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A hard lesson in the study of starbursts has been that their scales and complexities push the limits of instrumental spatial resolution even in nearby systems. For instance, it is difficult: (a) to measure the diameters of SSC's (~ 2-10 pc) in order to obtain reliable mass and IMF inferences; (b) to study superwind substructures in nearby starbursts and to determine host morphologies in distant ones; and (c) to obtain kinematics of starbursts on the appropriate physical scales.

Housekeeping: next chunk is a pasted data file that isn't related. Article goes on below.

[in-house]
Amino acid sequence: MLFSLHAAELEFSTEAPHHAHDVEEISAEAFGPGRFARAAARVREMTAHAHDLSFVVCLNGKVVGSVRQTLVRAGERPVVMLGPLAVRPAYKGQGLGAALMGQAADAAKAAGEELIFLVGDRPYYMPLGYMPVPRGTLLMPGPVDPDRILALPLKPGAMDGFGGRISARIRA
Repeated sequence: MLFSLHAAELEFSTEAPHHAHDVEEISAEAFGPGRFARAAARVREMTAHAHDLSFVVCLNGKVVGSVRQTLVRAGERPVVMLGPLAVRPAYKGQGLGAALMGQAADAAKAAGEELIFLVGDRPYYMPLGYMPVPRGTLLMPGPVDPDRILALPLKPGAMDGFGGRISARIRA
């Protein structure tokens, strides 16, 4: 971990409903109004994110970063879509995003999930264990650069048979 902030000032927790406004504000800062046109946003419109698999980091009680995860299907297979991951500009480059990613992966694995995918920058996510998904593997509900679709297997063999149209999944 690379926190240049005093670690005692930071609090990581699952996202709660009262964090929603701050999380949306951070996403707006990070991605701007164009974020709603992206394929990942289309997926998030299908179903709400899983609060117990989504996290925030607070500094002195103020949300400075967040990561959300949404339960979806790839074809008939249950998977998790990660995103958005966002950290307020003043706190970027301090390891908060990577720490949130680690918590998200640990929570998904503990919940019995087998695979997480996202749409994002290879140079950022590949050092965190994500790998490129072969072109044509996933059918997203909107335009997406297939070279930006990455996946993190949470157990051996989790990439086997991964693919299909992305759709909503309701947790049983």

The Hubble Space Telescope has been the mainstay of high resolution (~ 0.05") imaging and spectroscopy for 14 years. An informal count shows that over half the contributions in this conference relied in some way on HST data. But HST will not last much more than another 6 years even if NASA can find a safe way of servicing it. In the foreseeable future, we will have the EVLA and ALMA for high-resolution radio/mm observations and JWST and ground-based AO systems for high resolution near and mid-IR observations. However, it is doubtful that AO systems will operate well for lambda ltapprox 1µ. Unfortunately, there are no current plans to replace or improve (to ~ 0.01"?) high resolution optical/UV capability in space. It is vital to remedy that situation.